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Vocal Damage: Nodes or other….

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Vocal Damage: Nodes or other….

This past weekend, I went to a fantastic master class hosted by Reena Gupta, MD, FACS. She is the director of the Division of Voice and Laryngology at the Osborne Head and Neck Institute.  Click the link to check her out.  She did a few sessions on vocal damage, including scoping a few people to check out their vocal cords.

When talking about nodules, Dr. Gupta said 90% of the time they are misdiagnosed.  Usually patients come seeking a second opinion or worried they have nodules and they don’t.  She also said that the most common demographic for nodules are females under 30.  The main thing to know about nodules is that they happen over time-3 or 6 months to a year of repeated damaged and insufficient healing of trauma.  The best thing to do is goi to

So what else could it be?  Vocal Cyst, Vocal Polyp, Vocal Hemorrhage, Vocal Papillomas, Vocal Atrophy, Vocal Paralysis, Vocal Granuloma, or Reflux.

Nodules and How you get them:

Nodules are thickenings or callouses that form on the vocal folds. They are a result of vocal trauma without periods of rest.  Poor technique and over use.

Nodules and what they look like:

Nodules and Symptoms:

  • Hoarseness in speaking voice
  • Decreased range (no longer hitting higher notes easily)
  • Hoarseness (irregular, inconsistent quality) in your professional voice (singing, upper range)
  • Inability to sing quietly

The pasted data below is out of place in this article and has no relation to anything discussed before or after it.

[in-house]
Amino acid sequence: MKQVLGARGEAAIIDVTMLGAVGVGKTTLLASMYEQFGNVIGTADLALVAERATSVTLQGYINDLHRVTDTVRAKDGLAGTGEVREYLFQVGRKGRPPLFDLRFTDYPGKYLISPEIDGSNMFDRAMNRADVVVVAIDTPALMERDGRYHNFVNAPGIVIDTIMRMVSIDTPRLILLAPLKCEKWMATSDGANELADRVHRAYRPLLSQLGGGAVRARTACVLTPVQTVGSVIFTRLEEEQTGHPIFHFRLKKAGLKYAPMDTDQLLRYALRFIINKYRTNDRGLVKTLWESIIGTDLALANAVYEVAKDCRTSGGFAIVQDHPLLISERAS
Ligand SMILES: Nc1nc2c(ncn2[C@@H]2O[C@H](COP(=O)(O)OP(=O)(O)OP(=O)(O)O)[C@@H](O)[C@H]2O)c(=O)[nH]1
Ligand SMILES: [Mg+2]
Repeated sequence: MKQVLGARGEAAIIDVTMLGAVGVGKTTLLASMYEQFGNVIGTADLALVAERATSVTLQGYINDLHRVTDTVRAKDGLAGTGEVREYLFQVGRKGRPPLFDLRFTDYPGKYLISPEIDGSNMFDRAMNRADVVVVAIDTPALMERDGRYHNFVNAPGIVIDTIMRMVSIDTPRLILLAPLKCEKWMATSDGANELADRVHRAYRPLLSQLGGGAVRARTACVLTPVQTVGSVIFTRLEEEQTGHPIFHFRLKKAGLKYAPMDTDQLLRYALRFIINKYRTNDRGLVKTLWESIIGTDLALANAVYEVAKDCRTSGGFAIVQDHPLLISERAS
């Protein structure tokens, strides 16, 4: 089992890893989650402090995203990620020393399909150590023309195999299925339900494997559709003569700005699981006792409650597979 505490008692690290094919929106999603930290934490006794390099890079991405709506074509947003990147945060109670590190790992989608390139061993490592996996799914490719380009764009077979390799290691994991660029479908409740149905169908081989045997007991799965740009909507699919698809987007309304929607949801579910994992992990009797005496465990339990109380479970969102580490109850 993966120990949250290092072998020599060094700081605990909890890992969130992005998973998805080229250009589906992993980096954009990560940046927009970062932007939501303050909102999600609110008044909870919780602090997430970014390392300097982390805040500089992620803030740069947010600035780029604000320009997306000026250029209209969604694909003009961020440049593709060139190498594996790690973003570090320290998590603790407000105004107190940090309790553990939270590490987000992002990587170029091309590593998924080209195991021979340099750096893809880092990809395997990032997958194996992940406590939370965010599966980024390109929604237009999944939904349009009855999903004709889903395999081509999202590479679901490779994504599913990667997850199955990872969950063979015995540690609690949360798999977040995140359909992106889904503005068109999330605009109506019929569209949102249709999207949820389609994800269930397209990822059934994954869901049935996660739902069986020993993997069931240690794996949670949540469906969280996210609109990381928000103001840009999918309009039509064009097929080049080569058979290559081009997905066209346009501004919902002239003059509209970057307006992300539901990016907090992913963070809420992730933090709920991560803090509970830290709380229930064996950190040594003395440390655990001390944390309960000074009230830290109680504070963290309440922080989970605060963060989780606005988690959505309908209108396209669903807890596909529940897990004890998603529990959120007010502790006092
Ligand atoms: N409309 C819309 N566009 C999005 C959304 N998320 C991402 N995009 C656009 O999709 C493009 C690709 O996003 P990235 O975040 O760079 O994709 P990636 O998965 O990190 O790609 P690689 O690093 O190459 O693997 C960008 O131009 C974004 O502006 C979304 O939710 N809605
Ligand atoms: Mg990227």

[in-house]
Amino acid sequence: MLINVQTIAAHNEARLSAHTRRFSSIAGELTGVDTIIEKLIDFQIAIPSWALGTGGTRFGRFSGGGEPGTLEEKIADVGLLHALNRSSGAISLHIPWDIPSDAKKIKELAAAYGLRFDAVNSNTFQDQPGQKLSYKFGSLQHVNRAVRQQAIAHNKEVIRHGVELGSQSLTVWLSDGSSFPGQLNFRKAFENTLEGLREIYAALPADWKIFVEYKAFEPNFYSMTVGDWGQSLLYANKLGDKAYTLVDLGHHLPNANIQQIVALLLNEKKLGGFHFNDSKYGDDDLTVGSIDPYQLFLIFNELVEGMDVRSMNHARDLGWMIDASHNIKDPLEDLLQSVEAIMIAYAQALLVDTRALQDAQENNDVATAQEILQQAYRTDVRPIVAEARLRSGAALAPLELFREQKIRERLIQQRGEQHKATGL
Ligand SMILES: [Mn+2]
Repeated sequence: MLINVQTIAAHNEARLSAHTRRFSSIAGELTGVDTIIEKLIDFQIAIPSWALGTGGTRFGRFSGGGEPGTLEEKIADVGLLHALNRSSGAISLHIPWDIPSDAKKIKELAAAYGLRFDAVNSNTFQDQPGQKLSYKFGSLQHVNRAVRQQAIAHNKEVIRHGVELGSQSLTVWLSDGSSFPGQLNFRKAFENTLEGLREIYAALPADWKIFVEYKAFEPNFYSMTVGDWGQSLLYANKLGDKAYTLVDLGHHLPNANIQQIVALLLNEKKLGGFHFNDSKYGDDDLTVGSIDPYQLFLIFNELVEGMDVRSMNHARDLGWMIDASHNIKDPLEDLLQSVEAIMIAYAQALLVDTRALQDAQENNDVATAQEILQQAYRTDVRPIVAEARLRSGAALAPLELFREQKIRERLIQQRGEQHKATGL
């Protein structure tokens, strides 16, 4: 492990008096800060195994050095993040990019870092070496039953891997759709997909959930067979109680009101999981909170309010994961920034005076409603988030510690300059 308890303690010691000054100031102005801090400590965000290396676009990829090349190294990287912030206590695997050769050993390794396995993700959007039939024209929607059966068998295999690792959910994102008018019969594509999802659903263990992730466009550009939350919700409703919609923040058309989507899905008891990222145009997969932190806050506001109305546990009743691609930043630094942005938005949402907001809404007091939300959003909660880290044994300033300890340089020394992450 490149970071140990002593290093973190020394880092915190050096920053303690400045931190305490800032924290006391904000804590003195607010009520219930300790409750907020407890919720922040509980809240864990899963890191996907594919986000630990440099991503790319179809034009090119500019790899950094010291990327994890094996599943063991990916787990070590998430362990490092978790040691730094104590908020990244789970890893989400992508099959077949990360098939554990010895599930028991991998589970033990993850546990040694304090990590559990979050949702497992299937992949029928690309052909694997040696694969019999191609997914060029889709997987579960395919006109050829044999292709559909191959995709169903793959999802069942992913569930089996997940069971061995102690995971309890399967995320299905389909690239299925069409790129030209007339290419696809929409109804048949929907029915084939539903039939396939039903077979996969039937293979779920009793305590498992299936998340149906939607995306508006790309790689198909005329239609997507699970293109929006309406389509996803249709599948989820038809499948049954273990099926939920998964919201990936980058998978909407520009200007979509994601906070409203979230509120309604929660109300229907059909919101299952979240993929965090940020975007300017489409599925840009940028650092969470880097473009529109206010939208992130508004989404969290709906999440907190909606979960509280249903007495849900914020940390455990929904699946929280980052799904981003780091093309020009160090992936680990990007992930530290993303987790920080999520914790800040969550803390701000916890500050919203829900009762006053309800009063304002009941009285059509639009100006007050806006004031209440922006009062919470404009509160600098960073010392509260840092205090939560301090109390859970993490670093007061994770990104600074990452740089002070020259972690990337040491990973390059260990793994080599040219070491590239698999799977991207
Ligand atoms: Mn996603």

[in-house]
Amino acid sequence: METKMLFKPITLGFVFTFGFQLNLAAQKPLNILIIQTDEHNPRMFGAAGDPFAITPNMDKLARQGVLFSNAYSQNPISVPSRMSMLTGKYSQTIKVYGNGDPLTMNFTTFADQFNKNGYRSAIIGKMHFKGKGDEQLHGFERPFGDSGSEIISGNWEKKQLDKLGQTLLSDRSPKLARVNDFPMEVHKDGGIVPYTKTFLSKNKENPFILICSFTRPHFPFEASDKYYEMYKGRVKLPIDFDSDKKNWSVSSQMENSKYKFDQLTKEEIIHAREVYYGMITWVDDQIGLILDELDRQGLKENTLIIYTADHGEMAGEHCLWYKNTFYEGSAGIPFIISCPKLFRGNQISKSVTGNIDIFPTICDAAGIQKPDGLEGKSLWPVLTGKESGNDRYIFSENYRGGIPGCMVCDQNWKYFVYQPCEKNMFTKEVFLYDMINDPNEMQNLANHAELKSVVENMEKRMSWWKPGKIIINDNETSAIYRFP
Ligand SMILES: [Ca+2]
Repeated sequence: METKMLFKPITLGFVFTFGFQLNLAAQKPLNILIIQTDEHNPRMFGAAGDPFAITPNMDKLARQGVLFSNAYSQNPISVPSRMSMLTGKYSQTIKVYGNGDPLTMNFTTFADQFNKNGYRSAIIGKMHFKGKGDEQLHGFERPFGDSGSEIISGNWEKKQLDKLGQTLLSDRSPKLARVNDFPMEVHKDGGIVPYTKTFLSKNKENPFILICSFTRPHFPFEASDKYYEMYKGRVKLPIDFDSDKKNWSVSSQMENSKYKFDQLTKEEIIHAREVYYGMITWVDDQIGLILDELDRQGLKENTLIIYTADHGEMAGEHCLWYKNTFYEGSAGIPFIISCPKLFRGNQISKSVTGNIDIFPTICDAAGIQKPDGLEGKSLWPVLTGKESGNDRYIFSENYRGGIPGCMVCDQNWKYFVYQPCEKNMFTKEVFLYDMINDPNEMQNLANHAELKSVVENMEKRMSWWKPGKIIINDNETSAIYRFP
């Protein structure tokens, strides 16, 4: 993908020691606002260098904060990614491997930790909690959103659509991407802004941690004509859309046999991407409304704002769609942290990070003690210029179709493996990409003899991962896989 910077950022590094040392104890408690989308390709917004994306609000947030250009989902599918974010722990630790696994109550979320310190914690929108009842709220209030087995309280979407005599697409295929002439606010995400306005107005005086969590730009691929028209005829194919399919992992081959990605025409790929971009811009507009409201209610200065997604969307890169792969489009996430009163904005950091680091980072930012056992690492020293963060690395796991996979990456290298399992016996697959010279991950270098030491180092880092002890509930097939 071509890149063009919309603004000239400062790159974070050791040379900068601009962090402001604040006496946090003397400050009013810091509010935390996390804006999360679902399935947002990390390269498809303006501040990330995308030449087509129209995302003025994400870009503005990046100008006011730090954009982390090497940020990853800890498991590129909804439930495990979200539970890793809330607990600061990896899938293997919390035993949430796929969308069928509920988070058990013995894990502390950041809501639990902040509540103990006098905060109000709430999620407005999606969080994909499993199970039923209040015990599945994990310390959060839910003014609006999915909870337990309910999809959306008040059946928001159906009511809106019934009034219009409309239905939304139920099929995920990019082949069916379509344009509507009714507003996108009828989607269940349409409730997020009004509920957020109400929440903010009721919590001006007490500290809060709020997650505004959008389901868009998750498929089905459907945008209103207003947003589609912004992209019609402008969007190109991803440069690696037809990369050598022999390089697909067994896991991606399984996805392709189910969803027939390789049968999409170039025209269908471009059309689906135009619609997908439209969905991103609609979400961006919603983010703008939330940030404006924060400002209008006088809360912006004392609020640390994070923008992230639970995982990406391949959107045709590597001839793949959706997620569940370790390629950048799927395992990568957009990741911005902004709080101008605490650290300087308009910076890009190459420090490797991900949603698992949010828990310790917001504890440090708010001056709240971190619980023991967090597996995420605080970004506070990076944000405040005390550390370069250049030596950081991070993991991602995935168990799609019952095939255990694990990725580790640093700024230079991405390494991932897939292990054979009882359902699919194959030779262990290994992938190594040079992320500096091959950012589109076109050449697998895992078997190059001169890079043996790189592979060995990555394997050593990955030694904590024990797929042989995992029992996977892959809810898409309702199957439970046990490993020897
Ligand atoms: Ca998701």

• Inability to hold a pitch steady
  • Decreased timbre or vibrancy of tone
  • Vocal fatigue (feeling worn out after a performance)
  • Throat discomfort, pain, or tightness

Nodules and Treatment:

Sometimes they will go away with complete vocal rest for a month or more.  But the real issue is that whatever prolonged abuse caused the nodules, unless you change that, they are likely to return.  Surgery might be necessary as well.  Definitely go to a laryngologist to be scoped if you think you have them.  Early detection can help you avoid surgery.

Polyps and How you get them:

Polyps are fluid-filled collections that form on the edge of a vocal cord. They are a result of vocal trauma without periods of rest.

Polyps and What they look like:

Polyps and Symptoms:

 

  • Hearing two pitches at the same time
  • Hearing a flutter/quiver in your voice
  • Hoarseness in your speaking voice
  • Hoarseness (irregular, inconsistent quality) in your professional voice (singing, voiceover, etc)
  • Decreased range (no longer hitting higher notes easily)
  • Inability to sing quietly
  • Inability to hold a pitch steady
  • Decreased color or vibrancy of tone
  • Vocal fatigue (feeling worn out after a performance)
  • Throat discomfort, pain, or tightness

Polyps and Treatment:

Definitely go to a laryngologist to be scoped if you think you have them.  Early detection can help you avoid surgery.  Treatment may include medicine, vocal therapy and vocal rest.

 

 

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